From around 3100 BC to 30 BC, the dry desert land of Egypt was home to an advanced civilization. The Ancient Egyptians produced massive PYRAMIDS, fabulous golden treasures, and wonderful works of art. They invented hieroglyphs, and were expert engineers.


The Nile River flows through Egypt on its way to the sea. Every year, between June and October, it flooded the surrounding desert and covered the land with fertile silt (fine mud). Ancient Egyptian farmers were able to grow excellent crops on this land, including wheat, barley, grapes, figs, and many different types of vegetables.


The Egyptians worshiped hundreds of gods and goddesses. Gods like Osiris, ruler of the underworld, looked human. Others were shown as animals, such as the cat-goddess Bastet, who brought fertility. The most important was ram-headed Amun, king of the gods.


Egypt became wealthy through farming and trade. Its power was built up by strong governments, led by PHARAOHS and staffed by well-trained scribes (officials). The nation was defended by huge armies.


5500–3100 BC Pre-Dynastic Period: before the time of the Pharaohs
3100 –2686 BC Early Dynastic Period: Upper and Lower Egypt are united—Menes becomes first pharaoh
2686–2181 BC Old Kingdom: age of the pyramids
2181–2055 BC First Intermediate Period: breakdown of centralized government
2055–1650 BC Middle Kingdom: Egypt reunited
1650–1550 BC Second Intermediate Period: invasion of Hyksos people, who are then defeated
1550–1069 BC New Kingdom: Egypt at its greatest
1069–747 BC Third Intermediate Period: breaks into small states
747–332 BC Later Period: invaded by Assyrians, then Persians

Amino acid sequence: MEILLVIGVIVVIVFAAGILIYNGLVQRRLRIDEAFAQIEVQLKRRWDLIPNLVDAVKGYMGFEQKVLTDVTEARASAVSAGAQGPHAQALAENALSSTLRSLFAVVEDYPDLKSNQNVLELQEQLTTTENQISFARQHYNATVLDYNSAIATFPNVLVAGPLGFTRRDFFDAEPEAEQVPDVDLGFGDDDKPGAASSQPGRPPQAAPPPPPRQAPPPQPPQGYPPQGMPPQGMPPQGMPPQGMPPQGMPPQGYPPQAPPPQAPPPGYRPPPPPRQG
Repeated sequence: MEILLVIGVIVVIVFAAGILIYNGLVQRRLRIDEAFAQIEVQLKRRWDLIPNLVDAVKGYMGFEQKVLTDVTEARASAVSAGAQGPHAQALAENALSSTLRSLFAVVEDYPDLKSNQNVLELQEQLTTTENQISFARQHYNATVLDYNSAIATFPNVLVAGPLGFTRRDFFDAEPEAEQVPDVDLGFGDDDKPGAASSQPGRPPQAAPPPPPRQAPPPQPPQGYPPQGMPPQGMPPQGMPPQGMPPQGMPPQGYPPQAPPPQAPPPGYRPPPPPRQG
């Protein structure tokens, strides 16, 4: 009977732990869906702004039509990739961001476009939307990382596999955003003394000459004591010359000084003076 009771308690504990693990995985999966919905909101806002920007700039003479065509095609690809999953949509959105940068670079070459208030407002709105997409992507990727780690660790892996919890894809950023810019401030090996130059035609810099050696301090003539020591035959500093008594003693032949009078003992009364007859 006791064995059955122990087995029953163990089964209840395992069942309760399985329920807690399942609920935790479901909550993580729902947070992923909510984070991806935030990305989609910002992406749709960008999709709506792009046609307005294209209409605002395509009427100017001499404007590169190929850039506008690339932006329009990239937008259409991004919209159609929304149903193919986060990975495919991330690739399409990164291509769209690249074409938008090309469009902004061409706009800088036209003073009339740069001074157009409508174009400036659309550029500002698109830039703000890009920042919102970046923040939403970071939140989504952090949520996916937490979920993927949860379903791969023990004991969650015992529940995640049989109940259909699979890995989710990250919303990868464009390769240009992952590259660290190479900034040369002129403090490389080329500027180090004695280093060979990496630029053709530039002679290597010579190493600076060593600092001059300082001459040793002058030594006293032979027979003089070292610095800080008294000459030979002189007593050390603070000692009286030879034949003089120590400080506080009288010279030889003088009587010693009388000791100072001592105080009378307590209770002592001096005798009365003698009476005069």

332–30 BC Ptolemaic Period: conquered by Alexander the Great and ruled by his general’s family
30 BC–AD 395 Roman Period: Egypt part of Roman Empire


Ancient Egypt was ruled by powerful kings called pharaohs, who took the roles of chief priest, war leader, and head of government. Egyptians believed that the pharaohs were living links between people and gods, and that they actually became gods after death.


The name pharaoh came from two Egyptian words, per-aa, meaning “great house” or “palace.” Later, the name for such a building was also used to refer to the king living there. It was used to show great respect.


Massive stone tombs protected the bodies of dead pharaohs. These pyramids represented stairways leading to the sky. They took great skill to plan and build, and were designed to keep out robbers—but no pharaoh’s MUMMY has ever been found inside one.


The pyramids were constructed by teams of skilled professional builders, such as stone masons, who were paid very well for their work. During the flood season, when the Nile River washed over the farmlands, royal officials commanded peasant farmers to assist the professional workers in building the pyramids.


These pyramids were built in around 2500 BC for the pharaohs Khufu, Khafra, and Menkaura. They were originally covered in limestone and topped with gold. The tallest, the Great Pyramid, is 482 ft (147 m) high.


A mummy is a dead body that has been carefully preserved, or mummified. Workers removed organs that might rot, then dried the body with natron (salty crystals) and wrapped it in resin-soaked bandages.


Ancient Egyptians thought that people were made up of five elements. These elements were the body, its ka (spirit), ba (personality), name, and shadow. By preserving the body, the Egyptians believed that they could keep the other four elements alive. If the body decayed, to them the person would stay dead forever.

Copyright © 2007 Dorling Kindersley


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